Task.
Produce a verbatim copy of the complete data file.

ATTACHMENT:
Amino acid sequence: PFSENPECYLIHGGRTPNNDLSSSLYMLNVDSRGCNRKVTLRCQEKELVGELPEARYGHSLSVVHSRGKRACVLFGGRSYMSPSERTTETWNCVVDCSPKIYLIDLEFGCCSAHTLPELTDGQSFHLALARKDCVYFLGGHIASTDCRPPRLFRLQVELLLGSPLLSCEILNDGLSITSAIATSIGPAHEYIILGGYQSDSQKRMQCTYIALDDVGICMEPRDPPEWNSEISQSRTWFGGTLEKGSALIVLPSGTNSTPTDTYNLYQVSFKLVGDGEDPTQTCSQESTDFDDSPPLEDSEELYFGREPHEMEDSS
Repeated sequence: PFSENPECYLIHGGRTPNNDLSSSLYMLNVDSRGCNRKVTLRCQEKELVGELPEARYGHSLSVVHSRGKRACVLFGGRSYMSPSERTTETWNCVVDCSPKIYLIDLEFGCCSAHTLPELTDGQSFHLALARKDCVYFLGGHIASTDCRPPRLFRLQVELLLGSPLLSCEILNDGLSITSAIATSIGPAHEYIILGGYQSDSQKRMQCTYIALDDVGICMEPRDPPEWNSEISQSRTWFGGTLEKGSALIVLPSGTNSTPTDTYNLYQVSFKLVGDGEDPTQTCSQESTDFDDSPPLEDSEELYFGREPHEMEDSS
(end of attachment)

Amino acid sequence: PFSENPECYLIHGGRTPNNDLSSSLYMLNVDSRGCNRKVTLRCQEKELVGELPEARYGHSLSVVHSRGKRACVLFGGRSYMSPSERTTETWNCVVDCSPKIYLIDLEFGCCSAHTLPELTDGQSFHLALARKDCVYFLGGHIASTDCRPPRLFRLQVELLLGSPLLSCEILNDGLSITSAIATSIGPAHEYIILGGYQSDSQKRMQCTYIALDDVGICMEPRDPPEWNSEISQSRTWFGGTLEKGSALIVLPSGTNSTPTDTYNLYQVSFKLVGDGEDPTQTCSQESTDFDDSPPLEDSEELYFGREPHEMEDSS
Repeated sequence: PFSENPECYLIHGGRTPNNDLSSSLYMLNVDSRGCNRKVTLRCQEKELVGELPEARYGHSLSVVHSRGKRACVLFGGRSYMSPSERTTETWNCVVDCSPKIYLIDLEFGCCSAHTLPELTDGQSFHLALARKDCVYFLGGHIASTDCRPPRLFRLQVELLLGSPLLSCEILNDGLSITSAIATSIGPAHEYIILGGYQSDSQKRMQCTYIALDDVGICMEPRDPPEWNSEISQSRTWFGGTLEKGSALIVLPSGTNSTPTDTYNLYQVSFKLVGDGEDPTQTCSQESTDFDDSPPLEDSEELYFGREPHEMEDSS